EPA scientists examined numerous scientific studies in its most recent review of the ozone standards, including more than 1,000 new studies published since the last update. Studies indicate that exposure to ozone at levels below 75 ppb — the level of the current standard — can pose serious threats to public health, harm the respiratory system, cause or aggravate asthma and other lung diseases, and is linked to premature death from respiratory and cardiovascular causes. Ground-level ozone forms in the atmosphere when emissions of nitrogen oxides and volatile organic compounds “cook” in the sun from sources like cars, trucks, buses, industries, power plants and certain fumes from fuels, solvents and paints. People most at risk from breathing air containing ozone include people with asthma, children, older adults, and those who are active or work outside. Stronger ozone standards will also provide an added measure of protection for low income and minority families who are more likely to suffer from asthma or to live in communities that are overburdened by pollution. Nationally, 1 in 10 children has been diagnosed with asthma.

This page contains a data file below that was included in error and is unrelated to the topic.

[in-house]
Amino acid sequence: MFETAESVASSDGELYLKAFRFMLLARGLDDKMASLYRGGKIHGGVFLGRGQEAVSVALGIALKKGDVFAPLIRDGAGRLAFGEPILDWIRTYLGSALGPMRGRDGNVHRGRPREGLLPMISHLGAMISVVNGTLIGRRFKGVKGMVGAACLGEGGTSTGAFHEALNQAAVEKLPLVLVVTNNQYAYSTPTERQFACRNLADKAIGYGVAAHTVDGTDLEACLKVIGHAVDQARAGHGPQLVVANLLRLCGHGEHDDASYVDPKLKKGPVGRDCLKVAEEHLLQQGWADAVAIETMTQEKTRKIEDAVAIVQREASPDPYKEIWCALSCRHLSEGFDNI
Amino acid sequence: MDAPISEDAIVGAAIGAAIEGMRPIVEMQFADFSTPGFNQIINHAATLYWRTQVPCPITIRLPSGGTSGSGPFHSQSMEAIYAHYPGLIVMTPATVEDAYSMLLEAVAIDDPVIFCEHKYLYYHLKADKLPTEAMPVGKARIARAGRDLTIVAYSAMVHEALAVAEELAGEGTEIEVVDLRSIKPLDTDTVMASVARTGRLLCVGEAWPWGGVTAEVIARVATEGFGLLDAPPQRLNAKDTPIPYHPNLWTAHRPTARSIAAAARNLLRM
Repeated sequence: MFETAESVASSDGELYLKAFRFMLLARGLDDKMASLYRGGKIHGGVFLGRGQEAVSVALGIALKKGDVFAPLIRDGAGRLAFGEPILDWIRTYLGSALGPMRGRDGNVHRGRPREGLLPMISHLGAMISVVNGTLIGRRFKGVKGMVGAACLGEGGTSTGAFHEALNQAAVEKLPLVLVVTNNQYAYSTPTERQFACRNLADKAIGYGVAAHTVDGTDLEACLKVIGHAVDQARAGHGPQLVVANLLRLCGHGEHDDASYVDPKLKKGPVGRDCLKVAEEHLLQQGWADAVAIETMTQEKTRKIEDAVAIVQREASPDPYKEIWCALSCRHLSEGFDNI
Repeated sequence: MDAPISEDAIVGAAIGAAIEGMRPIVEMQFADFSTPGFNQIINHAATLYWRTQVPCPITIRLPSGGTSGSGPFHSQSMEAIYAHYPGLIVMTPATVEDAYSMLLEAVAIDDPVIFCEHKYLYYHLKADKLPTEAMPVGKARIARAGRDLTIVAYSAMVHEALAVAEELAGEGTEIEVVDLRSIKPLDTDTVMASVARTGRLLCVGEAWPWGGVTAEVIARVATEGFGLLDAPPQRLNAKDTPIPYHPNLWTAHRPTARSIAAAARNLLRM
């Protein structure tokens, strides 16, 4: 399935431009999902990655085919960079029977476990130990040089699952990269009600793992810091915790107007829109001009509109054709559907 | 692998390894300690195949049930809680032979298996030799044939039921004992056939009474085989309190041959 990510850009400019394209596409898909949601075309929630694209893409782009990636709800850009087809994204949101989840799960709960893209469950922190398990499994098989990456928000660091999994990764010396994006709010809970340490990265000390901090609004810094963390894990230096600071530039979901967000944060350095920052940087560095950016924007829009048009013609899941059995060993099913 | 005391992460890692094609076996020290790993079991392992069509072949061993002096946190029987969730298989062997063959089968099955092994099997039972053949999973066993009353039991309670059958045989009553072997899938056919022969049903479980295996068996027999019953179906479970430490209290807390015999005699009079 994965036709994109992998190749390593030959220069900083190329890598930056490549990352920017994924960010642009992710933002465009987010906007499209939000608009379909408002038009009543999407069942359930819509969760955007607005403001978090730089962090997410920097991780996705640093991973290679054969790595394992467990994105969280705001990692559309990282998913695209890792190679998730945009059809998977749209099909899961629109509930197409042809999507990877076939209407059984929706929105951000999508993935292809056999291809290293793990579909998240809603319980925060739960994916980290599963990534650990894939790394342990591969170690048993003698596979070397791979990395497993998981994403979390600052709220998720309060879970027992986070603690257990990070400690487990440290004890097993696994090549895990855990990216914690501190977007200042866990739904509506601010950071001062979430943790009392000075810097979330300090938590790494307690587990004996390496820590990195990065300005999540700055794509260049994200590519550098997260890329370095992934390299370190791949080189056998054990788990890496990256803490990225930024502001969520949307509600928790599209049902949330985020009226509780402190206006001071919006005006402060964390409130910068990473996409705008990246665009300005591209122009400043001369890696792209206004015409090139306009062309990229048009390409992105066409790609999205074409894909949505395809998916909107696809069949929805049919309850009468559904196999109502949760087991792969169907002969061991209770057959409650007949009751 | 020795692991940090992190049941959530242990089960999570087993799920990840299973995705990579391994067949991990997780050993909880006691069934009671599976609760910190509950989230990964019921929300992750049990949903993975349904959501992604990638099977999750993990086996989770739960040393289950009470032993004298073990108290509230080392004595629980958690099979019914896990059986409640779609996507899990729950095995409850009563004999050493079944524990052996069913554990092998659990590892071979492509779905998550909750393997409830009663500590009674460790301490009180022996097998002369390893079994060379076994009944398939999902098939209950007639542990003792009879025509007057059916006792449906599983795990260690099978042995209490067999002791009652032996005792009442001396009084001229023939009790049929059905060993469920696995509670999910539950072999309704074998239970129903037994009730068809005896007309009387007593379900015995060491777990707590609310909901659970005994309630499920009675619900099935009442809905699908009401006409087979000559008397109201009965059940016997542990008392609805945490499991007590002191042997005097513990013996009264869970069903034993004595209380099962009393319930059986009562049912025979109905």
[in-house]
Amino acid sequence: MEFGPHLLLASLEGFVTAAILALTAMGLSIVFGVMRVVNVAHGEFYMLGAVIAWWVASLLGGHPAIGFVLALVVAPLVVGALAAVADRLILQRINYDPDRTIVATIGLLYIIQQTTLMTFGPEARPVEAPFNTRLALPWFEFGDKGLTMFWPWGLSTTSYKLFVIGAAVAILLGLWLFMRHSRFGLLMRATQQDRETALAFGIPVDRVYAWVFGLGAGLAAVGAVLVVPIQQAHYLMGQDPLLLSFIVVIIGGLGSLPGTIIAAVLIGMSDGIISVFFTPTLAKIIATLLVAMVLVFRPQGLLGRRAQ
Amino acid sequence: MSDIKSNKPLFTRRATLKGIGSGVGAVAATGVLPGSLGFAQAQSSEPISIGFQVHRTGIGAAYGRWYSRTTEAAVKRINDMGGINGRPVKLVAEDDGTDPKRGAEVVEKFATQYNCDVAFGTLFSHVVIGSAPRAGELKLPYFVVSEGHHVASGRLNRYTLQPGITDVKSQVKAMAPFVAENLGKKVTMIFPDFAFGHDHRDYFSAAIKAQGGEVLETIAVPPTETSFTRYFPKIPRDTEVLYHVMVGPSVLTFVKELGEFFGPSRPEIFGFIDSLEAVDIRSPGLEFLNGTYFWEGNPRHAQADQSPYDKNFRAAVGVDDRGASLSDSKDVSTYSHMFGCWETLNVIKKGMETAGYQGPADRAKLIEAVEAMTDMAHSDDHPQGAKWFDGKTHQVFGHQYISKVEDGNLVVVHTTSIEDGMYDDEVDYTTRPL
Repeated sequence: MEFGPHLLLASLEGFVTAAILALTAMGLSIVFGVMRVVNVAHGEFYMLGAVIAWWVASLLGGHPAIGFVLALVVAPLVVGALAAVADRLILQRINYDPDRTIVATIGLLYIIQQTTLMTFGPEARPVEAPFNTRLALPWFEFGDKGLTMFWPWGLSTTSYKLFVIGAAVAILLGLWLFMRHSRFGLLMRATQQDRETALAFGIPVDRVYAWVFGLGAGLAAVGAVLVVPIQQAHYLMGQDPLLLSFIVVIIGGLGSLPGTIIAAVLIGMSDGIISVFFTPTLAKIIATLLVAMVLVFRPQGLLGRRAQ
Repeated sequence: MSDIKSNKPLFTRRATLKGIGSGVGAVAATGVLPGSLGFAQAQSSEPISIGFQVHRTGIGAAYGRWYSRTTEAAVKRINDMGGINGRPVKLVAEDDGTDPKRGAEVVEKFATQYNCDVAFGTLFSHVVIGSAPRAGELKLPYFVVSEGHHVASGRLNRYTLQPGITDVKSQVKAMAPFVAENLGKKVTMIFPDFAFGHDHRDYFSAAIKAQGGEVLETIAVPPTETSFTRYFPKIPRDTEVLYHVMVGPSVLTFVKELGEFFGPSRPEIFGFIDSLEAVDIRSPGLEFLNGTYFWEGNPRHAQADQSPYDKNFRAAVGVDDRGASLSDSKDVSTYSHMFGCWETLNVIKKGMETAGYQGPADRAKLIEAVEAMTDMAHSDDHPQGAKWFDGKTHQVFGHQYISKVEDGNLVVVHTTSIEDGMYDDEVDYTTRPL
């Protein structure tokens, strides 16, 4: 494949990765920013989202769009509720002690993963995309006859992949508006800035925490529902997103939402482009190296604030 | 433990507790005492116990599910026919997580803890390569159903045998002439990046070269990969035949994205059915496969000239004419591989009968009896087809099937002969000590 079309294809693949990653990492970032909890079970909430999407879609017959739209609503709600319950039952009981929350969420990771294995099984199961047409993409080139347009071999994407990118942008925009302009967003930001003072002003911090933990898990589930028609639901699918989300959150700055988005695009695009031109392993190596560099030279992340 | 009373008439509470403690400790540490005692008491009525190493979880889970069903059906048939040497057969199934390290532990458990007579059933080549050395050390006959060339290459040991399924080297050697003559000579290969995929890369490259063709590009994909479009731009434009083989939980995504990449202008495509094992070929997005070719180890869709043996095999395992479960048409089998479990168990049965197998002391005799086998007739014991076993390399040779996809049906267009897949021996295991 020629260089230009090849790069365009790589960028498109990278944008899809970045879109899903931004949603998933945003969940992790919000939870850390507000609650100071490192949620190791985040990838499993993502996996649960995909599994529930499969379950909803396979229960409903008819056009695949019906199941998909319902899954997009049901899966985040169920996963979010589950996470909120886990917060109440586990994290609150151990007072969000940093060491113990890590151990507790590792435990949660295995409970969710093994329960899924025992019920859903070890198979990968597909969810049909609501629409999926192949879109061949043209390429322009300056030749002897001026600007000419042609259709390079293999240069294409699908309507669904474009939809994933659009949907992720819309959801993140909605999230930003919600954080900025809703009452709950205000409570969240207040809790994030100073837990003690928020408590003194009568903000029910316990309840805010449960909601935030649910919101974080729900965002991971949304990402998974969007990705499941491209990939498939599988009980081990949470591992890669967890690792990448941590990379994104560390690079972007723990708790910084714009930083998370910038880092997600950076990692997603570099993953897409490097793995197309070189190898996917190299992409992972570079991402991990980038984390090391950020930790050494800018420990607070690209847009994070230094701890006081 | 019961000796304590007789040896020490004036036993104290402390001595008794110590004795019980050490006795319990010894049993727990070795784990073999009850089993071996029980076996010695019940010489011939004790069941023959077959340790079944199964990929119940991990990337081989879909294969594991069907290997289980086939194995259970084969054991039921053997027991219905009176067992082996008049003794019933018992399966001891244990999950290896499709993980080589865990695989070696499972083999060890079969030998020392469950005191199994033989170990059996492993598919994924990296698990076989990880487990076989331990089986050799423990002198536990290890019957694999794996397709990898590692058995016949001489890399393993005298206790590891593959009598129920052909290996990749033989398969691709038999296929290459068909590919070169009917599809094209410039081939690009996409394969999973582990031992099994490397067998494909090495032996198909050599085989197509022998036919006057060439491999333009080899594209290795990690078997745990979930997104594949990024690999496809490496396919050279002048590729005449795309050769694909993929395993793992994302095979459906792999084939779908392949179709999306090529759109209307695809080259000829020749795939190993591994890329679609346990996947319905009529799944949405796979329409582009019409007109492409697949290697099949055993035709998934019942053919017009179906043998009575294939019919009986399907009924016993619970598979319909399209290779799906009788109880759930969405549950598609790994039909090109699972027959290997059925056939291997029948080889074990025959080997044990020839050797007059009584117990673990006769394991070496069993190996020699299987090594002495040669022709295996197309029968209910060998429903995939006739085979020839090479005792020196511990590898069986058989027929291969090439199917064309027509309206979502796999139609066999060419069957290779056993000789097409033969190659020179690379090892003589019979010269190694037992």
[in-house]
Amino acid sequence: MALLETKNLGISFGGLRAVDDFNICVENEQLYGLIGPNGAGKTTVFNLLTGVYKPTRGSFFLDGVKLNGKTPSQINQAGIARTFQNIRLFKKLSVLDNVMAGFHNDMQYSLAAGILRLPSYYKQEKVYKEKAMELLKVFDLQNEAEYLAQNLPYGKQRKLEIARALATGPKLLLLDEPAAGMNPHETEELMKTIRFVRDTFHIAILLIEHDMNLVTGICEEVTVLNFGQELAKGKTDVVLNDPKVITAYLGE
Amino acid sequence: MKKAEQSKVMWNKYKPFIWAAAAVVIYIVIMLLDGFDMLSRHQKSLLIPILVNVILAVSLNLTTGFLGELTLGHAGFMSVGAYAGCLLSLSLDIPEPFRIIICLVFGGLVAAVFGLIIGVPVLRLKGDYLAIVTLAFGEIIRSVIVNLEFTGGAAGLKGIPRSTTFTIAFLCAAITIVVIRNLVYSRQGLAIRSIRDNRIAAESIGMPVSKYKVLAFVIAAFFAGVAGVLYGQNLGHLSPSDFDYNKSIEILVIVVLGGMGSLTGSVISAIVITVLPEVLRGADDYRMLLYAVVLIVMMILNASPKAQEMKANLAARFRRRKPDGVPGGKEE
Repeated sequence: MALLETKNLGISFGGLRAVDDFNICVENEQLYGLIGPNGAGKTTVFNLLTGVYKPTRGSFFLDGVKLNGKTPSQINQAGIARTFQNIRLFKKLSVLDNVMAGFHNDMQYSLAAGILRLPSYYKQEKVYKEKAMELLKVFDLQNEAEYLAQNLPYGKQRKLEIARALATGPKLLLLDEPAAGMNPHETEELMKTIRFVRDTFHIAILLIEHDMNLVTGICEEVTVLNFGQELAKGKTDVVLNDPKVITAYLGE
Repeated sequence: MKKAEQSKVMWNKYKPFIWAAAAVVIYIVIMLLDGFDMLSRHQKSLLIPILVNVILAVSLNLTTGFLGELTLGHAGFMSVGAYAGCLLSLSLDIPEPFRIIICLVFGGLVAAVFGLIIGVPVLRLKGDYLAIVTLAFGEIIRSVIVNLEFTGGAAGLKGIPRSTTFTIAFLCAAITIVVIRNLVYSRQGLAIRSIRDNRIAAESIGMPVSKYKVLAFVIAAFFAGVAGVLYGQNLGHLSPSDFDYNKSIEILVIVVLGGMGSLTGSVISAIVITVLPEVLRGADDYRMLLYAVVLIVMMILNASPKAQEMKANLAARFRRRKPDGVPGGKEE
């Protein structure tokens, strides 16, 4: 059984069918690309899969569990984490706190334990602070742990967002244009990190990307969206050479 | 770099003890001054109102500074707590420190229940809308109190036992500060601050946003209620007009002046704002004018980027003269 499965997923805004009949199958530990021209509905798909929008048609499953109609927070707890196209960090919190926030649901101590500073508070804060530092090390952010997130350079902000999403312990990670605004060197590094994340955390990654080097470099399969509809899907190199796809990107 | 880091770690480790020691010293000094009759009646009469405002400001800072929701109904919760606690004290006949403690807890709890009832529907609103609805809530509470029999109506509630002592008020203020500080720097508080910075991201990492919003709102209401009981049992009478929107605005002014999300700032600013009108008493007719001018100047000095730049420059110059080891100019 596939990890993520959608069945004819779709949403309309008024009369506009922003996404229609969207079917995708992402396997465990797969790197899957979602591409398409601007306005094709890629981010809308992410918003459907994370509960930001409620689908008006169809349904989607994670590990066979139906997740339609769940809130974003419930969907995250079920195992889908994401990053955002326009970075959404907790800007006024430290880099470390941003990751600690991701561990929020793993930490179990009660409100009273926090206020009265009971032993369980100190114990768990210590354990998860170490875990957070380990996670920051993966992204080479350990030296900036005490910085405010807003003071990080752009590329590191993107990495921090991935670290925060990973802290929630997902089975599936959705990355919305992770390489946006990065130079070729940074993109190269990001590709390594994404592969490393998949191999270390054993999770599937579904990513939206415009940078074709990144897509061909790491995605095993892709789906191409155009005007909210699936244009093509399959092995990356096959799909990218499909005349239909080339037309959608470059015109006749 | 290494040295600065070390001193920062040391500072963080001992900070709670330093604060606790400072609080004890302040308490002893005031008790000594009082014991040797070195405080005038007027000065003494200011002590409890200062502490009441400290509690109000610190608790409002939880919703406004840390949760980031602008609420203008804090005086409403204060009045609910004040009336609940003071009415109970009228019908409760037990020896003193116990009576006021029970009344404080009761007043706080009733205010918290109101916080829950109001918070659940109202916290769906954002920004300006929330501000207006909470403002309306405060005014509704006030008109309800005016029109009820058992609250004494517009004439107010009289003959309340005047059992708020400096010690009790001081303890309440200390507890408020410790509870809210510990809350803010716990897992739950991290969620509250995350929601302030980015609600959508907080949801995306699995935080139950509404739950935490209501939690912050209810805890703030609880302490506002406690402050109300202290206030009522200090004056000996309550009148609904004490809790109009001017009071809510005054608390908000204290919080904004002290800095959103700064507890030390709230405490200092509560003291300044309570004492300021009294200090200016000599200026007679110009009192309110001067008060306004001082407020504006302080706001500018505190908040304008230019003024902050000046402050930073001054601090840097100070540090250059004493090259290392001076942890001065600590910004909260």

According to EPA’s analysis, strengthening the standard to a range of 65 to 70 ppb will provide significantly better protection for children, preventing from 320,000 to 960,000 asthma attacks and from 330,000 to 1 million missed school days. Strengthening the standard to a range of 70 to 65 ppb would better protect both children and adults by preventing more than 750 to 4,300 premature deaths; 1,400 to 4,300 asthma-related emergency room visits; and 65,000 to 180,000 missed workdays.
EPA estimates that the benefits of meeting the proposed standards will significantly outweigh the costs. If the standards are finalized, every dollar we invest to meet them will return up to three dollars in health benefits. These large health benefits will be gained from avoiding asthma attacks, heart attacks, missed school days and premature deaths, among other health effects valued at $6.4 to $13 billion annually in 2025 for a standard of 70 ppb, and $19 to $38 billion annually in 2025 for a standard of 65 ppb. Annual costs are estimated at $3.9 billion in 2025 for a standard of 70 ppb, and $15 billion for a standard at 65 ppb.